Regular thin set products are porous, as is the concrete shell of your pool. What this means is that if you were to set tile on your pool step water will still be able to leach into the shell of the pool through the tile grout joints. While tile that is set without a waterproof membrane may still likely last quite a few years before failing, if you take the time to make a waterproof layer before setting your tile then you will probably never need to revisit this issue.
Once you have set the Hydro Ban waterproof membrane you then need to use Laticrete 254 Platinum to set the tile. Modified thin set like you can buy from your local hardware store is heavily modified and very impressive when it comes to bonding to multiple surfaces. The top step of a concrete pool in a cold climate application is essentially the holy grail for difficult conditions for tiles to endure. If you want to fix your tile steps properly, use the right products and get the results you are looking for.
Your tile installation is only as strong as the weakest link in the chain. This is why you should finish your tile pool step with the Laticrete SpectraLOCK grout. This waterproof grout requires three parts of which two are included with the kit pictured here. Be sure to also choose the SpectraLOCK part C in the color that you are looking for.
How To Prepare Your Pool Step For Tile
Before you go and buy yourself a few square feet of tile and a bunch of Laticrete products you need to know more about how to prepare your steps for tile. The biggest
concern that you have is that your new tile installation is only as good as the substrate that you are bonding to. If you have an older concrete pool, or a top step
that already shows signs of deterioration, then you will need to take a few steps backwards before you can take a step forwards.
You will need to remove any loose or compromised concrete on the step treads. Compromised concrete can be a little more tricky to spot if you don't know what you are looking for. Basically, as concrete ages it will become less and less water resistant. As water passes through the concrete it will cause the cement within the concrete to dissolve and travel with the water. This will leave only the aggregate component of the concrete behind. Without the cement "glue" to hold all the aggregates together, the strength of the concrete will be dramatically reduced. If the steps in your pool feel weak, and you can poke and scrape them with a screwdriver and remove small chunks of sandy concrete, then you need to remove some of this concrete before proceeding to install tile.
In some cases the concrete will be thoroughly compromised and you will need to chip (jackhammer) a few inches of concrete out of the top step. If this is the problem that you have, then you will need to pour new concrete where you have chipped away the compromised concrete before you can begin with the Laticrete membrane layer. If you need to pour new concrete on your steps then you can learn about how to bond new concrete to old concrete in this article on concrete working basics. You will need to attach a wood board to the face of the stairs to help you re-pour the top of the step that you had to remove. In most cases it will not be necessary to actually jackhammer out the top of the steps...in most cases you will be able to simply remove the top 1/4" of concrete.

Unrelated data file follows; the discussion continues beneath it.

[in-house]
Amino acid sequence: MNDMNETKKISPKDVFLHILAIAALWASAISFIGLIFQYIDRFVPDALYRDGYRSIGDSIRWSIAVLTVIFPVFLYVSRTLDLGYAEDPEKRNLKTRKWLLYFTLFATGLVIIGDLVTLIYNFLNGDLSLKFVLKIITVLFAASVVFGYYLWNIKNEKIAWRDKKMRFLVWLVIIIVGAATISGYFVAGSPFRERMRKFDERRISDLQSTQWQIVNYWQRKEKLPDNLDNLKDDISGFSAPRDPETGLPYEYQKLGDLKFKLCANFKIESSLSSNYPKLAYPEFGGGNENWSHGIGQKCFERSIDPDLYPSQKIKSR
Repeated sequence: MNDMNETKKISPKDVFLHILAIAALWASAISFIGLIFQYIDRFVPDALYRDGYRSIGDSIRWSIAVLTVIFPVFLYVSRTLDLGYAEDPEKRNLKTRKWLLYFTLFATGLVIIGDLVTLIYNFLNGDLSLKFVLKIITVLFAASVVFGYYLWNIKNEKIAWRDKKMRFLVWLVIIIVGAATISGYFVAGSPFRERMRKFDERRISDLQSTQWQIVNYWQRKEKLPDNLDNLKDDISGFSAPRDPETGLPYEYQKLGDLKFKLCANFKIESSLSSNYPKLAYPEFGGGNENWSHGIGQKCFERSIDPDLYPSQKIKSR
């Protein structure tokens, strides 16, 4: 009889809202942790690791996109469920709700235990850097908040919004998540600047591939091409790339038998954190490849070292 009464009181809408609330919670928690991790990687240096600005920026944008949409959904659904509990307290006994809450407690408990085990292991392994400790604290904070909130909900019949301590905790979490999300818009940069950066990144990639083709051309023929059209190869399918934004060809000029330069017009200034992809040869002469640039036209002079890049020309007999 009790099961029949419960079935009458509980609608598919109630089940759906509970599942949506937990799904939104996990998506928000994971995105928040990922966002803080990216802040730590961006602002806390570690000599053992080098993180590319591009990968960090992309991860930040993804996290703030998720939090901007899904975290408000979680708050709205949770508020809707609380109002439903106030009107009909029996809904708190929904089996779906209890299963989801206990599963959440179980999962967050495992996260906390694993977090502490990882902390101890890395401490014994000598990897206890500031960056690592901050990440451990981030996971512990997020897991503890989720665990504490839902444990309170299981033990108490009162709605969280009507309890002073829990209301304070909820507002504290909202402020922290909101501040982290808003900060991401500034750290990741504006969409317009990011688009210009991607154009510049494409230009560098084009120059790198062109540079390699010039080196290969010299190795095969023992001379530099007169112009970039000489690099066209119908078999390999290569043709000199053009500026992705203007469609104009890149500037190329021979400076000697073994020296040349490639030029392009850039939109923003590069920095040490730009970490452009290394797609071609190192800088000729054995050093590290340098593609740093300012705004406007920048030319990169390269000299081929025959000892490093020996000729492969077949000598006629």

In most cases the concrete of your top step will need some remediation, but not as far as actually jackhammering and pouring new concrete. In most cases the use of a diamond cup wheel on an angle grinder will provide a perfect (and level) surface to begin your membrane and tile setting.
A diamond cup wheel attached to an angle grinder is not something intended for novice hands. Angle grinders are a very dangerous, high RPM tool, and a diamond cup is heavy. It takes a strong, confident hand to use a diamond cup on a grinder. If you want to be able to have a little more control then you can consider picking up a variable speed grinder.
Use the diamond cup to grind down the horizontal surface on the top step and do your best to have the end results be as flat and level as possible. Usually you will not need to go more than 1/8" or 1/4" with the cup grinder before you expose substrate suitable for building off of. The diamond cup is not suitable for removing an inch or more of concrete from the step - if you need to remove that much concrete you should be using a chipping hammer and re-pouring the step with concrete before proceeding with tile.
Can Tiled Steps Also Fail?
Tiles, while much more resilient than mortar based interior surfaces, can still fail from improper installation (more inadequate installation) as well as harsh freeze
and thaw conditions. So long as your tiles are frost rated, and preferably porcelain, there is little chance the tiles themselves will crack. More likely that the
water will be able to get underneath the tiles and into the substrate which will almost certainly result in at least a few popping off. The water under the tiles can
freeze and cause a mechanical separation in the thin set, or mud base layer, but also the ice can "grab" the tiles if water is both underneath and overtop of the tile
itself. As the ice in the pool migrates even to the smallest degree, the tiles will have no choice but to pull off with the force of the moving ice.
This is why, especially in cold climates, you should protect your tile installations by having a waterproof membrane layer that will prevent water from getting under the tile as well as protecting the tile against shifting or cracking substrate conditions. For more information about why tiles fail, and how to set tile in swimming pools you can read this article on how to fix pool tiles.